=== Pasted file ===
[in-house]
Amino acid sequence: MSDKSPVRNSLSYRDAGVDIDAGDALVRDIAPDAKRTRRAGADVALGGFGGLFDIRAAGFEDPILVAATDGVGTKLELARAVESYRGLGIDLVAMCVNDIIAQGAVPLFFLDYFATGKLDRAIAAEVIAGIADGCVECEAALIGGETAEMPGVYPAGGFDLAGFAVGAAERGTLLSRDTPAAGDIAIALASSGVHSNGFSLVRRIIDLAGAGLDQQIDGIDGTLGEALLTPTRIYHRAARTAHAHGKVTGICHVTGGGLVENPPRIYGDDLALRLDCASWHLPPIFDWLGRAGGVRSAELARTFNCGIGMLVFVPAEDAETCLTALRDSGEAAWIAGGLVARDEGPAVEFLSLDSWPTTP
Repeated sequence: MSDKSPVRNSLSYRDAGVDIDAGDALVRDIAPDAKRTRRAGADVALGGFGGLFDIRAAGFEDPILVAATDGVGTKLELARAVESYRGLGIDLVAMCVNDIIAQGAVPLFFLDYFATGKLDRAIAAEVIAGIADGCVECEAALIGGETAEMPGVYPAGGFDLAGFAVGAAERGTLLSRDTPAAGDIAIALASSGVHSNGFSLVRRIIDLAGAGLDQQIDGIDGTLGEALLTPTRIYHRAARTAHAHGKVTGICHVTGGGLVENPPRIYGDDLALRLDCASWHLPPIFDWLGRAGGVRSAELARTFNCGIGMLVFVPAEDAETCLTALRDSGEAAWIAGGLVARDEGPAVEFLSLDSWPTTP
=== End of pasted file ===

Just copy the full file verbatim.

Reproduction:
[in-house]
Amino acid sequence: MSDKSPVRNSLSYRDAGVDIDAGDALVRDIAPDAKRTRRAGADVALGGFGGLFDIRAAGFEDPILVAATDGVGTKLELARAVESYRGLGIDLVAMCVNDIIAQGAVPLFFLDYFATGKLDRAIAAEVIAGIADGCVECEAALIGGETAEMPGVYPAGGFDLAGFAVGAAERGTLLSRDTPAAGDIAIALASSGVHSNGFSLVRRIIDLAGAGLDQQIDGIDGTLGEALLTPTRIYHRAARTAHAHGKVTGICHVTGGGLVENPPRIYGDDLALRLDCASWHLPPIFDWLGRAGGVRSAELARTFNCGIGMLVFVPAEDAETCLTALRDSGEAAWIAGGLVARDEGPAVEFLSLDSWPTTP
Repeated sequence: MSDKSPVRNSLSYRDAGVDIDAGDALVRDIAPDAKRTRRAGADVALGGFGGLFDIRAAGFEDPILVAATDGVGTKLELARAVESYRGLGIDLVAMCVNDIIAQGAVPLFFLDYFATGKLDRAIAAEVIAGIADGCVECEAALIGGETAEMPGVYPAGGFDLAGFAVGAAERGTLLSRDTPAAGDIAIALASSGVHSNGFSLVRRIIDLAGAGLDQQIDGIDGTLGEALLTPTRIYHRAARTAHAHGKVTGICHVTGGGLVENPPRIYGDDLALRLDCASWHLPPIFDWLGRAGGVRSAELARTFNCGIGMLVFVPAEDAETCLTALRDSGEAAWIAGGLVARDEGPAVEFLSLDSWPTTP